Featured

Disability Rights Today - Human Rights Magazine, Winter 2000

Writing two years after the passage of the 1964 Civil Rights Act, Jacobus tenBroek, professor of political science at the University of California at Berkeley and founding president of the National Federation of the Blind, observed that " . . . nothing could be more essential to personality, social existence, economic opportunity-in short, to individual well-being and integration into the life of the community-than . . . public approval, and the legal right to be abroad in the land" ("The Right to Live in the World: The Disabled in the Law of Torts," 54 Cal. L. Rev. 841 (1966)). When tenBroek penned these words, people with disabilities lacked the protection of a civil rights statute.

Defining Disability in the Aftermath of Sutton - Human Rights Magazine, Winter 2000

When the Americans with Disabilities Act (ADA) was adopted in 1990, President Bush declared that "every man, woman and child with a disability can pass through once-closed doors into a bright new era of equality, independence and freedom." However, three Supreme Court rulings during the 1998–1999 Term posed new barriers for individuals whose disabilities are mitigated or controlled by medication or devices. Ironically, in its attempt to curb litigation, the Court spawned a whole new generation of litigation on the question of who does or does not fit within the definition of disability.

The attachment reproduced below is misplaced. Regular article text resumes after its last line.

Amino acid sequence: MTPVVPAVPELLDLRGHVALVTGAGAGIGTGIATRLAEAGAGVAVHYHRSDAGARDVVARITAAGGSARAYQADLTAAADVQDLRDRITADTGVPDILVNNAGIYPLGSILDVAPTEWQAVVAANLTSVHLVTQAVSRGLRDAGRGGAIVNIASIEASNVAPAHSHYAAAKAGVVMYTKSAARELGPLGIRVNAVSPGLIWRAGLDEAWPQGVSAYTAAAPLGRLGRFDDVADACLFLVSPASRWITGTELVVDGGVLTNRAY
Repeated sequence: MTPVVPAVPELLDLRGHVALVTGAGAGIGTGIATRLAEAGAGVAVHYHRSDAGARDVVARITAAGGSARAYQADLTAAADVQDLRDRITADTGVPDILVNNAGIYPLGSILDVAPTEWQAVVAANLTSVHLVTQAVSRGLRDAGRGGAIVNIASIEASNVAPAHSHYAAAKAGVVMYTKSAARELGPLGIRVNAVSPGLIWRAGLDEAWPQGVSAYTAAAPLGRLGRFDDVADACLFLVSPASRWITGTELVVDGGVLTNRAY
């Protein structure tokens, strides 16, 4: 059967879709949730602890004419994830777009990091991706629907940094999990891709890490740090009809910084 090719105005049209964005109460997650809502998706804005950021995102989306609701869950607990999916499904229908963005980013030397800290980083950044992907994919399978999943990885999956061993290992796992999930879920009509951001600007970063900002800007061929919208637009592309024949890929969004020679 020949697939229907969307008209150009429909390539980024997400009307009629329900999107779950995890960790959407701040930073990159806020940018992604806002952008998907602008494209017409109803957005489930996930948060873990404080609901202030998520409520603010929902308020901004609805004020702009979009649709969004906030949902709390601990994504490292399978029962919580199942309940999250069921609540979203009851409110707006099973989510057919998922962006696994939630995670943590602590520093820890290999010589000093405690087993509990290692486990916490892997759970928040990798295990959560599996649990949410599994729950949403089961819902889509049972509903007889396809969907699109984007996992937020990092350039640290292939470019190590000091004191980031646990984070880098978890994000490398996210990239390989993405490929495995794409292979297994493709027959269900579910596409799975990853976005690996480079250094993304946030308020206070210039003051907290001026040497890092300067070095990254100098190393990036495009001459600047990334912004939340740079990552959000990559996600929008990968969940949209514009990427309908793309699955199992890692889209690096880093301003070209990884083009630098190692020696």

Ensuring Access to the Legal System - Human Rights Magazine, Winter 2000

One of the most crucial issues affecting the disability community relates to children and youth with disabilities and their parents: the lack of adequate access to our legal system. As children and youth with disabilities are denied the free and appropriate public education they are entitled to, their parents face many challenges and obstacles placed by a recalcitrant system of education that has had a long-standing history of not being held accountable.

Thanks to Two Friends of the Constitution - Human Rights Magazine, Winter 2000

In the January 2, 2000, New York Times Magazine, Douglas Brinkley, a history professor at the University of New Orleans, wrote a brief tribute to three civil rights figures who died in 1999. He noted the well-deserved praise throughout last year for the generation of American soldiers who fought World War II, but observed that "members of the same generation who led the modern civil rights movement have yet to receive the same treatment, and portrayals of them still often give off a whiff of un- Americanism.